There are things about the polymita that are not even known to wildlife biologists, which is why by establishing a breeding program, they hope to discover things that they have not been found before. Biologists do not know how many polymitas are in Cuba or if biologists have discovered all of the polymitas. Those in nature that have bright colour displays typically have these to show toxicity or to attract males. Yet, the purpose behind why the polymita has a painted shell is unknown. Having a breading program could better understand this unique snail and why we should be interested in this invertebrate.

How does the polymita affect us?

The polymita proves that you do not have to be the biggest thing in the world to impact a particular country or even the world. Something as small as a snail can have that impact.

The polymita changes the way we view endangerment as we can no longer assume that endangerment applies to tigers, wolves, or giraffes. Endangerment applies to all animals, no matter their shape or size.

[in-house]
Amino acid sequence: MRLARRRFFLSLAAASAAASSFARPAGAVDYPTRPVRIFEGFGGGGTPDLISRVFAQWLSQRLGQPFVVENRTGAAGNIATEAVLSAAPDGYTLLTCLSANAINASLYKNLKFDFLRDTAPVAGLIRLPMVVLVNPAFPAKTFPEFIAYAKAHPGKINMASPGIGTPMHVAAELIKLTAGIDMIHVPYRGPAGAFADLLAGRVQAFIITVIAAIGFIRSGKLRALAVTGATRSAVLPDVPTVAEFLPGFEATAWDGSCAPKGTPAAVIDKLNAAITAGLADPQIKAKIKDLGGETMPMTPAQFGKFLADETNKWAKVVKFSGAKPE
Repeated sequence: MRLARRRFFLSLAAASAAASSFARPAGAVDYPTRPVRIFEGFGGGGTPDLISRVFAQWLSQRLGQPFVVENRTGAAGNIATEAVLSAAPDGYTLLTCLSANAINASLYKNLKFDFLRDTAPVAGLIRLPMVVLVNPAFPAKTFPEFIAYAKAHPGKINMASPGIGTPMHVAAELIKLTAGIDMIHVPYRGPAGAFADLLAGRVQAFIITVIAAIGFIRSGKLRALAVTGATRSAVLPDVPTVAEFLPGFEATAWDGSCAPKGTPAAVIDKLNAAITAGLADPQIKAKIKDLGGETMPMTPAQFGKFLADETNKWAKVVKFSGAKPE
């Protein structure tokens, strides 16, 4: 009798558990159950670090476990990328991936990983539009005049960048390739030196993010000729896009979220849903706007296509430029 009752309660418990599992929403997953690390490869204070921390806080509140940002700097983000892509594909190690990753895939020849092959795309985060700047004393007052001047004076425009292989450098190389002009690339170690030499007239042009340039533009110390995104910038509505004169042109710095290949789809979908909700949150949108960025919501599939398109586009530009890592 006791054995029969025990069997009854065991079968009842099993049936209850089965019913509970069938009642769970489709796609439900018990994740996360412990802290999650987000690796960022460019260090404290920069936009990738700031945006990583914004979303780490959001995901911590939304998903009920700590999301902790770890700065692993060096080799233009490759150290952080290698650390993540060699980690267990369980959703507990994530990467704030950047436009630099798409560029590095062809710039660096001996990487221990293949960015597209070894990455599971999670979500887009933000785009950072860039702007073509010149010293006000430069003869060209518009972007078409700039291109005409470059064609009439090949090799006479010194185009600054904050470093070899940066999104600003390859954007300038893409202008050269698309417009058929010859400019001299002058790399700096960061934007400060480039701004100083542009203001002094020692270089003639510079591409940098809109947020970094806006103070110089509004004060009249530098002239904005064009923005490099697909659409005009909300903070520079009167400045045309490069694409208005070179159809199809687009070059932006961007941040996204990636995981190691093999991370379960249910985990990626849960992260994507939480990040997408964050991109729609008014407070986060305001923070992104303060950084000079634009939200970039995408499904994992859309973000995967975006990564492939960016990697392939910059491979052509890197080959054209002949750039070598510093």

In the environmental context, as much as eating less meat, using less plastic and reducing carbon emissions play a part in reducing climate change, animals such as the polymita could be playing more of a role. Maybe the big and radical solutions are not the future, and instead, the more minor solutions are potentially the future.  

While we ponder on these ideas, what is for sure is that now is time to protect things as small as snails at all costs.

Hamish Hallett
Hamish Hallett
Hamish Hallett is a journalist/broadcaster part of the scribe team at Common Sense. He has a deep interest in current affairs, both domestically and internationally. Hamish loves to understand what makes people tick and get to the root of today's issues. Away from the network, Hamish has a profound interest in reading books, keeping active, travailing, meeting new and exciting people and controversially having ham and pineapple on pizza.